Watch Out For Trademark Laws!

Ever heard of the trademark law? If you’re a public relations professional or studying to be, one of the most important aspects of the law to be aware of is the trademark law.

According to THINK Public Relations book, a trademark is a word, symbol, or slogan, used singly or in combination, that identifies a product’s origin.

It is difficult to find a trademark that is not already in use with millions of businesses and organizations.  It becomes increasingly difficult when trying to capitalize a company and anything that you come up with that looks remotely similar to theirs can ignite a lawsuit claiming trademark infringement.

Here are some examples of trademark infringement cases:

starbucks

Companies try to keep people from misusing a trademark word so that it doesn’t become generic.  Misusing a trademark word for example may be saying “Here’s a kleenex” when in reality the proper use of the term would be “Here’s a Kleenex tissue” The problem here was that the trademark word was used as a noun.

According to Chapter 9 of THINK Public Relations, trademark infringement also can result from the unauthorized use of public figures such as athletes and well-known entertainers.  Misappropriation of deceased celebrities are also a form of trademark infringement.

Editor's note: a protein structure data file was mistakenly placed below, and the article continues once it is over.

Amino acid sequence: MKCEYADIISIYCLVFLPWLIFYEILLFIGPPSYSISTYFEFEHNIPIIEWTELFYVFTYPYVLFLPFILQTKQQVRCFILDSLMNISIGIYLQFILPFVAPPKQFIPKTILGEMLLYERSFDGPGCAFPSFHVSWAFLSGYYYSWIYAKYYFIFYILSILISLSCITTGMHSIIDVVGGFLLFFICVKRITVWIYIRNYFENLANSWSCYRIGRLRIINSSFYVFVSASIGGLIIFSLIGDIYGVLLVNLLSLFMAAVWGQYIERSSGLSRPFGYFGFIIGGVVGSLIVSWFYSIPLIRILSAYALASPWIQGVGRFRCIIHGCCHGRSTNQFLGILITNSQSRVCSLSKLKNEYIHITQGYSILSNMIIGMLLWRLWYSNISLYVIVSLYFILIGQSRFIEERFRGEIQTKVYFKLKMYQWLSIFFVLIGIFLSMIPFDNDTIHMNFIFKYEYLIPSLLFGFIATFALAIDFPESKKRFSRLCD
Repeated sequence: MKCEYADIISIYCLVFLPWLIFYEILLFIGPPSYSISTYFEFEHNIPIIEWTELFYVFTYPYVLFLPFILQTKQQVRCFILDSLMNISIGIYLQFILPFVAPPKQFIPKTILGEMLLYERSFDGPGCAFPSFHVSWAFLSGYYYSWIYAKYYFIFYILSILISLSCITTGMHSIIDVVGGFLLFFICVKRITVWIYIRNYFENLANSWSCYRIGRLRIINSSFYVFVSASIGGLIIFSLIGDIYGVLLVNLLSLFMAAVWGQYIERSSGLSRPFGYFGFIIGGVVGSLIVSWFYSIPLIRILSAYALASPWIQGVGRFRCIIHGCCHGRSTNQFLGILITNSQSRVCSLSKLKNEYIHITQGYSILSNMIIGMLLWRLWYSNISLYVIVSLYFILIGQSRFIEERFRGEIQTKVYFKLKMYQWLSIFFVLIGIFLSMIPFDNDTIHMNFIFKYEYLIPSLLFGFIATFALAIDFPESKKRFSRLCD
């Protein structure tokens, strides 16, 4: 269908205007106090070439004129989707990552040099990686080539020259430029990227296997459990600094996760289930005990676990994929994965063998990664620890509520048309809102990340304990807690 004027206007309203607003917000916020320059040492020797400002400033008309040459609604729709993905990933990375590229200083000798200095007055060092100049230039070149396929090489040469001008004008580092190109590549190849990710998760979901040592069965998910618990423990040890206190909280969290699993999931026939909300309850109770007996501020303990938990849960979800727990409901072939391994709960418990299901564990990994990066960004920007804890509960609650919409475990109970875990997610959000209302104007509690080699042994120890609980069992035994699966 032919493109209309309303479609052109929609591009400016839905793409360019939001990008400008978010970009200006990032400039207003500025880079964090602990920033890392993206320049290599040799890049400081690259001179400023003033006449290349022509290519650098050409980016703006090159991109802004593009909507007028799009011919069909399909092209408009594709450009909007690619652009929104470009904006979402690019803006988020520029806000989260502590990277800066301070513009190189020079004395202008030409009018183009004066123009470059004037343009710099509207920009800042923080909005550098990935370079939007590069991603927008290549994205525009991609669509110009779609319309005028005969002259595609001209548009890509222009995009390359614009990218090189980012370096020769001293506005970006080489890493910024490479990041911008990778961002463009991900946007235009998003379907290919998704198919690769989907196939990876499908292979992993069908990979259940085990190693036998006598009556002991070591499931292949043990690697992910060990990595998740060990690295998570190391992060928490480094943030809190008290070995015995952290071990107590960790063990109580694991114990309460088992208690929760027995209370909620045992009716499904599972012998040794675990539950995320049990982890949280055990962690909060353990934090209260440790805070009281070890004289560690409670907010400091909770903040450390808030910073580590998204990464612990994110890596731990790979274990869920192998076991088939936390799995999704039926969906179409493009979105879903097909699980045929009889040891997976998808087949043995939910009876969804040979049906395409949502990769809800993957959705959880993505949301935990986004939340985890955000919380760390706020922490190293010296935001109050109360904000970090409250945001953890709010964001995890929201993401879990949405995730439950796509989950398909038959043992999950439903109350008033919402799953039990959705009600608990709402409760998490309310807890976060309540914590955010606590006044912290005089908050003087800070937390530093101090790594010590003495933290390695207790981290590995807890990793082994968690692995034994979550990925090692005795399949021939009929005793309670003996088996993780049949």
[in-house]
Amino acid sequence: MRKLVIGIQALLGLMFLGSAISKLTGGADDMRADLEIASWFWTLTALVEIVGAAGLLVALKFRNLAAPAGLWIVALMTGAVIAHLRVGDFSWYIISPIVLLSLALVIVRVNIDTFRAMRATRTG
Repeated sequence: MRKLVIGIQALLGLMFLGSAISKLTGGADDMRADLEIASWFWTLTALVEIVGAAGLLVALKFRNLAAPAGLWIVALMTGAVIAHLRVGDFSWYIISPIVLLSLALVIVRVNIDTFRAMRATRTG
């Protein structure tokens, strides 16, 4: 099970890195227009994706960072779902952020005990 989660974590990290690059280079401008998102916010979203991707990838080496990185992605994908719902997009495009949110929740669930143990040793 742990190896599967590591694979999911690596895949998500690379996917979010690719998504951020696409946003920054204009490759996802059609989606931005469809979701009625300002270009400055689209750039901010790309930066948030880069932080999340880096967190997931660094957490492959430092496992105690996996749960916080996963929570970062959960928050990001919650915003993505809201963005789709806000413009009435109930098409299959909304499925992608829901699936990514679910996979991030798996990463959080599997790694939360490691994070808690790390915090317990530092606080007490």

At first, just learning all the laws and regulations can make a career in Public Relations become increasingly intimidating.  This is a very crucial aspect of this field to learn because it’s not exactly black and white here. However, with that said, if you’re going into PR, fear not!

Here are some telltale signs of trademark infringement (from our book THINK Public Relations).  These are what courts use to determine if trademark infringement has occured.

In summary:

  • Defendant capitalizes on a reputation of another organization’s trademark
  • Defendant uses poor definition of relationship or hides separation of two entities, or implies connection between the two
  • Similarity of organizations
  • Is the company with the protected trademark using it with its products/services?
  • Is the trademark unique?

In class last week we watch a video of how we uncontiously pick up all types of messages and pictures and ideas that when asked to create a unique, original piece (music, art, ad, campaign, etc) , it may not be as original as we think.  That’s why it is important that though we may not copy things verbatim or copy and ad with minor changes, we may be uncontiously using other organizations or people’s ideas that could be legitimately infringement.

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